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/* Creation of subprocesses, communicating via pipes.
Copyright (C) 2001-2003, 2006, 2008-2012 Free Software Foundation, Inc.
Written by Bruno Haible <>, 2001.
This program is free software: you can redistribute it and/or modify
it under the terms of the GNU General Public License as published by
the Free Software Foundation; either version 3 of the License, or
(at your option) any later version.
This program is distributed in the hope that it will be useful,
but WITHOUT ANY WARRANTY; without even the implied warranty of
GNU General Public License for more details.
You should have received a copy of the GNU General Public License
along with this program. If not, see <>. */
#ifndef _SPAWN_PIPE_H
#define _SPAWN_PIPE_H
/* Get pid_t. */
#include <stdlib.h>
#include <unistd.h>
#include <sys/types.h>
#include <stdbool.h>
#ifdef __cplusplus
extern "C" {
/* All these functions create a subprocess and don't wait for its termination.
They return the process id of the subprocess. They also return in fd[]
one or two file descriptors for communication with the subprocess.
If the subprocess creation fails: if exit_on_error is true, the main
process exits with an error message; otherwise, an error message is given
if null_stderr is false, then -1 is returned, with errno set, and fd[]
remain uninitialized.
After finishing communication, the caller should call wait_subprocess()
to get rid of the subprocess in the process table.
If slave_process is true, the child process will be terminated when its
creator receives a catchable fatal signal or exits normally. If
slave_process is false, the child process will continue running in this
case, until it is lucky enough to attempt to communicate with its creator
and thus get a SIGPIPE signal.
If exit_on_error is false, a child process id of -1 should be treated the
same way as a subprocess which accepts no input, produces no output and
terminates with exit code 127. Why? Some errors during posix_spawnp()
cause the function posix_spawnp() to return an error code; some other
errors cause the subprocess to exit with return code 127. It is
implementation dependent which error is reported which way. The caller
must treat both cases as equivalent.
It is recommended that no signal is blocked or ignored (i.e. have a
signal handler with value SIG_IGN) while any of these functions is called.
The reason is that child processes inherit the mask of blocked signals
from their parent (both through posix_spawn() and fork()/exec());
likewise, signals ignored in the parent are also ignored in the child
(except possibly for SIGCHLD). And POSIX:2001 says [in the description
of exec()]:
"it should be noted that many existing applications wrongly
assume that they start with certain signals set to the default
action and/or unblocked. In particular, applications written
with a simpler signal model that does not include blocking of
signals, such as the one in the ISO C standard, may not behave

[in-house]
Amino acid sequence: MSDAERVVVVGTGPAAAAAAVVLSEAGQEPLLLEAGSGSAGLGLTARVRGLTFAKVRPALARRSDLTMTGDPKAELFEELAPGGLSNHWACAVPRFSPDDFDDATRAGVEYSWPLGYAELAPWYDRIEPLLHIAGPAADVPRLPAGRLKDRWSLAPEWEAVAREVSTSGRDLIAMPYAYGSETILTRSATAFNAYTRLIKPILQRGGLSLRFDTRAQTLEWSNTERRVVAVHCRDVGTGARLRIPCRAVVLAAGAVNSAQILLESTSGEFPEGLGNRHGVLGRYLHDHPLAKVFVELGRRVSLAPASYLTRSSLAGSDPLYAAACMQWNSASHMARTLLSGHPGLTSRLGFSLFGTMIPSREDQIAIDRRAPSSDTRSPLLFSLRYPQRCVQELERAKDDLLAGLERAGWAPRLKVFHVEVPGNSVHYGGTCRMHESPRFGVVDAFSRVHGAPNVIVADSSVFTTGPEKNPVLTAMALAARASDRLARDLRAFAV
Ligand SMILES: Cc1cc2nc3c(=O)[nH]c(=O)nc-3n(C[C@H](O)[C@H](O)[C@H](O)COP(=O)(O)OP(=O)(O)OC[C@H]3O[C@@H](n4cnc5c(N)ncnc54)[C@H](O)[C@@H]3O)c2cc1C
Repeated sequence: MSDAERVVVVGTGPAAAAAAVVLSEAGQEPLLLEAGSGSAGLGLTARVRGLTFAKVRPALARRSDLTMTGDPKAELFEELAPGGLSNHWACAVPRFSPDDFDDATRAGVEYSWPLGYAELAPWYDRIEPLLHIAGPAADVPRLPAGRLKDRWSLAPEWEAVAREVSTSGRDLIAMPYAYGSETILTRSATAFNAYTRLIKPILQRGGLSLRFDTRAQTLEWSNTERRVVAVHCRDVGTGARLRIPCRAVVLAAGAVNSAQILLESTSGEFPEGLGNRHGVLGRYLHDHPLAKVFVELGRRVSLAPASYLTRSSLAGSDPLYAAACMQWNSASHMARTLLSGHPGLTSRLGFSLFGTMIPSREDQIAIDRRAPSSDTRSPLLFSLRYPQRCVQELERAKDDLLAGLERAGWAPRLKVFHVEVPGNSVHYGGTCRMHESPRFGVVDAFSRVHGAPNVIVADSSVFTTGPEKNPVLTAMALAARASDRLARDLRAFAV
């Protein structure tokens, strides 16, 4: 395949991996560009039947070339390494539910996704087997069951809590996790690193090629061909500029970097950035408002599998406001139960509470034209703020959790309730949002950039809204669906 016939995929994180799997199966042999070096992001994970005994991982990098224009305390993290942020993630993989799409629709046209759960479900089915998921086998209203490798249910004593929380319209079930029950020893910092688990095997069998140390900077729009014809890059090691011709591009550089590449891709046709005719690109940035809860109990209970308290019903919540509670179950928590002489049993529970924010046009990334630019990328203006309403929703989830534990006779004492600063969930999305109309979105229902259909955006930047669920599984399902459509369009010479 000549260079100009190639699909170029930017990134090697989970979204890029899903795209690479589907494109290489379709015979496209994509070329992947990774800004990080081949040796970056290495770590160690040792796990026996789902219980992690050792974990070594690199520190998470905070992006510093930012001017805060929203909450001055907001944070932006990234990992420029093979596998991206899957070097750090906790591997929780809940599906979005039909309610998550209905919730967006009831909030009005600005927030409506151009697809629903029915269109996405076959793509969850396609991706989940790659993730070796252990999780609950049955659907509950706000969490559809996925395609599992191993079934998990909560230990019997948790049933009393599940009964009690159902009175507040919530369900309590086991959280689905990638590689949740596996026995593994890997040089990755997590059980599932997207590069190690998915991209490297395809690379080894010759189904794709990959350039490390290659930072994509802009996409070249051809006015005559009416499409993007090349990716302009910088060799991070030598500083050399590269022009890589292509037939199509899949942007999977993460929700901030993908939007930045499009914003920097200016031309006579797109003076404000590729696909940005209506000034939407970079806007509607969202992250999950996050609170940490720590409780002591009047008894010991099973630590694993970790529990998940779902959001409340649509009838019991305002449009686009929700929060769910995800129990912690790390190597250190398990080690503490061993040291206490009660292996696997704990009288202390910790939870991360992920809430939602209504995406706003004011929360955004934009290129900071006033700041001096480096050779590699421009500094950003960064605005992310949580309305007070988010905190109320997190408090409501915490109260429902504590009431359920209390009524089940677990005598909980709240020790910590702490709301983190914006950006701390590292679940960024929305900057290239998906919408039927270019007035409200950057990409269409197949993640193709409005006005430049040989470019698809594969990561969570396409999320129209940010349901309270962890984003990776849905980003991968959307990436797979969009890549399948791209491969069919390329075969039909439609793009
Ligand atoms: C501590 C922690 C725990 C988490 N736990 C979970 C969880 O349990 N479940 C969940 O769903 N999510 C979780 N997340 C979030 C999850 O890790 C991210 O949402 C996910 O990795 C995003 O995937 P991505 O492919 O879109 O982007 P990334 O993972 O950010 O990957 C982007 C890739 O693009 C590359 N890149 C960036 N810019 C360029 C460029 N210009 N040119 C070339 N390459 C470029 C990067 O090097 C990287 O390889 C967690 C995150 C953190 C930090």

properly if invoked with some signals blocked. Therefore, it is
best not to block or ignore signals across execs without explicit
reason to do so, and especially not to block signals across execs
of arbitrary (not closely co-operating) programs." */
/* Open a pipe for output to a child process.
* The child's stdout goes to a file.
* write system read
* parent -> fd[0] -> STDIN_FILENO -> child
* Note: When writing to a child process, it is useful to ignore the SIGPIPE
* signal and the EPIPE error code.
extern pid_t create_pipe_out (const char *progname,
const char *prog_path, char **prog_argv,
const char *prog_stdout, bool null_stderr,
bool slave_process, bool exit_on_error,
int fd[1]);
/* Open a pipe for input from a child process.
* The child's stdin comes from a file.
* read system write
* parent <- fd[0] <- STDOUT_FILENO <- child
extern pid_t create_pipe_in (const char *progname,
const char *prog_path, char **prog_argv,
const char *prog_stdin, bool null_stderr,
bool slave_process, bool exit_on_error,
int fd[1]);
/* Open a bidirectional pipe.
* write system read
* parent -> fd[1] -> STDIN_FILENO -> child
* parent <- fd[0] <- STDOUT_FILENO <- child
* read system write
* Note: When writing to a child process, it is useful to ignore the SIGPIPE
* signal and the EPIPE error code.
* Note: The parent process must be careful to avoid deadlock.
* 1) If you write more than PIPE_MAX bytes or, more generally, if you write
* more bytes than the subprocess can handle at once, the subprocess
* may write its data and wait on you to read it, but you are currently
* busy writing.
* 2) When you don't know ahead of time how many bytes the subprocess
* will produce, the usual technique of calling read (fd, buf, BUFSIZ)
* with a fixed BUFSIZ will, on Linux 2.2.17 and on BSD systems, cause
* the read() call to block until *all* of the buffer has been filled.
* But the subprocess cannot produce more data until you gave it more
* input. But you are currently busy reading from it.
extern pid_t create_pipe_bidi (const char *progname,
const char *prog_path, char **prog_argv,
bool null_stderr,
bool slave_process, bool exit_on_error,
int fd[2]);
/* The name of the "always silent" device. */
#if (defined _WIN32 || defined __WIN32__) && ! defined __CYGWIN__
/* Native Windows API. */
# define DEV_NULL "NUL"
/* Unix API. */
# define DEV_NULL "/dev/null"
#ifdef __cplusplus
#endif /* _SPAWN_PIPE_H */